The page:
When a trusted friend recommended the supernatural Netflix sci-fi series 1899, he urged me to see it quick – because – despite audience enthusiasm and positive reviews – it’s been cancelled. So I did – joining legions of bewildered viewers, wondering why there won’t be a second season.
1899 begins as Maura Franklin (Emily Beecham) sets sail on the Kerberos, a luxury liner bound from Southampton to New York. Her fellow First Class passengers are in the dining-salon when a Third-Class passenger, Krester (Lucas Lynggaard Tenneser), bursts in, pleading for a doctor.
Trained in medicine but not allowed to practice in England, Maura responds, following him below to help Tove (Clara Rosager), a pregnant Danish woman, emigrating with her deeply religious family.
Soon after, world-weary Captain Eyk Larsen (Andreas Pietschmann) receives strange coordinates via the telegraph machine. Could they be from the Prometheus, a sister ship that recently disappeared?
Curious, Eyk orders his crew to alter course to find the Prometheus, much to the chagrin of passengers eager to begin a new life in America – like Angel (Miguel Bernardeau), a wealthy Spaniard, travelling with Ramiro (Jose Pimentao), a faux Portuguese priest, and Hong Kong’s Ling Yi (Isabella Wei), accompanied by her strict mother Yuk Je (Gabby Wong).
Parisian Lucien (Jonas Bioquet) and his wife Clemence (Matilde Olivier) are honeymooners, while Mrs. Wilson (Rosalie Craig) is an outspoken Brit. Plus there’s the French stowaway Jerome (Yann Gael) and Polish stoker, Olek (Maciej Musial), shoveling coal into the steam engines.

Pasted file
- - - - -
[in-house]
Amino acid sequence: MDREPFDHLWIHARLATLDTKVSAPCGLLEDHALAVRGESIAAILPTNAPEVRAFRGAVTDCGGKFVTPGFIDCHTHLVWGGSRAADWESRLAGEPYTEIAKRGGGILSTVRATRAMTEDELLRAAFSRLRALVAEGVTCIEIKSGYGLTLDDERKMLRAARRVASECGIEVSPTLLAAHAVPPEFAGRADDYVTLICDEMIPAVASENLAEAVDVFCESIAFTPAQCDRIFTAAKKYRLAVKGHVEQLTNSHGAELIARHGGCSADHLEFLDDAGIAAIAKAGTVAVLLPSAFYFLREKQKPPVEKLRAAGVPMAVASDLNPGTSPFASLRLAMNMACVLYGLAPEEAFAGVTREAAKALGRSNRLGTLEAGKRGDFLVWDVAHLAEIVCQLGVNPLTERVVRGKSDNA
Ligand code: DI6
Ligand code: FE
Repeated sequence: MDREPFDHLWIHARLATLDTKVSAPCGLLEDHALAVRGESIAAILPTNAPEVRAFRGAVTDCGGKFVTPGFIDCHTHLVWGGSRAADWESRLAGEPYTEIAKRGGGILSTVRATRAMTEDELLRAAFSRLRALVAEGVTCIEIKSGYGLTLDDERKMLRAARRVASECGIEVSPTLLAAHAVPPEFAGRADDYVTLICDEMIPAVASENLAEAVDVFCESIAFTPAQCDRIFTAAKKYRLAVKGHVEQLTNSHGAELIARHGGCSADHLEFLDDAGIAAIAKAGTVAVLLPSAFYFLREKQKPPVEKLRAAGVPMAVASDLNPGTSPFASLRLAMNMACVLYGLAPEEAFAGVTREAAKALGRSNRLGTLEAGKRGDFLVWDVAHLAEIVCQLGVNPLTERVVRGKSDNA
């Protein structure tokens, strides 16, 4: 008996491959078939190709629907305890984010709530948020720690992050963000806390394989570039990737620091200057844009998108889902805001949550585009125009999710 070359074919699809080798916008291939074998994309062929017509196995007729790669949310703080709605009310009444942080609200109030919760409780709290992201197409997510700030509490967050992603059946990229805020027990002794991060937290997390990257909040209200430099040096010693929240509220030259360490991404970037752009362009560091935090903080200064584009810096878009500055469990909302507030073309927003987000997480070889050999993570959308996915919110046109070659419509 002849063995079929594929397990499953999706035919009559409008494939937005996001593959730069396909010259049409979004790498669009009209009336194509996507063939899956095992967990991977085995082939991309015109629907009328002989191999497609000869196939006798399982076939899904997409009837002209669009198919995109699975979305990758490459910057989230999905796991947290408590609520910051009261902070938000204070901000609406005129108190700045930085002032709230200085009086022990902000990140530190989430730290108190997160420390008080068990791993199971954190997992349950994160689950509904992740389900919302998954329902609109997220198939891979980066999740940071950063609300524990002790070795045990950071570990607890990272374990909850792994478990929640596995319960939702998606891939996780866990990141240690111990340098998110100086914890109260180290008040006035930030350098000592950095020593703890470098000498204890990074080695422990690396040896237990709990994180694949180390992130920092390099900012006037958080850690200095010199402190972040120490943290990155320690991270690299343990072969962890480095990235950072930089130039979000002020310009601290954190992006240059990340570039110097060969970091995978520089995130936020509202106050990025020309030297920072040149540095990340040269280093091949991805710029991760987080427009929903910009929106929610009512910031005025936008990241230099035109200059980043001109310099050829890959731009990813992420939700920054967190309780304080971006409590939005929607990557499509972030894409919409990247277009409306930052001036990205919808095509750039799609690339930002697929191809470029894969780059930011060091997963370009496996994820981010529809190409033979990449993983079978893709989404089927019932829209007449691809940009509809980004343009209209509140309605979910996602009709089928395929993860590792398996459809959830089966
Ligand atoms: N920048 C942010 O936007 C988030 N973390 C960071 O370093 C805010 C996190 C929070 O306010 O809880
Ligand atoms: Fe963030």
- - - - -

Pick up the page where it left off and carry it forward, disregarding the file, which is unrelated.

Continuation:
Once spotted, the Prometheus appears to be deserted. But it isn’t. There’s a mysterious, trench coat-clad man, Daniel Solace (Aneurin Barnard), and a secretive mute boy (Fffyn Edwards) locked in a cabinet.
FYI: The Kerberos (Cerberus in English) is named for the three-headed dog guarding Hades. The ghost ship Prometheus takes its name from the Greek Titan who stole fire from Olympus and gave it to Man. Each of the eight episodes ends with a classic rock song relating to the plot and/or foreshadowing the next installment.
Created by Jantje Friese and Baran bo Odar (“Dark”), its ‘distorted reality’ theme, epitomized by pyramids and triangles, draws from Europe’s migrant crisis, coupled with the inexplicable disappearance of ships into North Atlantic’s Bermuda Triangle.
So why did Netflix not renew this spooky, genre-juggling maritime mystery for another season? Was it a tax-write off? Forbes concluded: “Netflix is becoming a graveyard stacked with dead series and unfinished conclusions.”
On the Granger Gauge of 1 to 10, 1899 is an enigmatic 8, streaming on Netflix.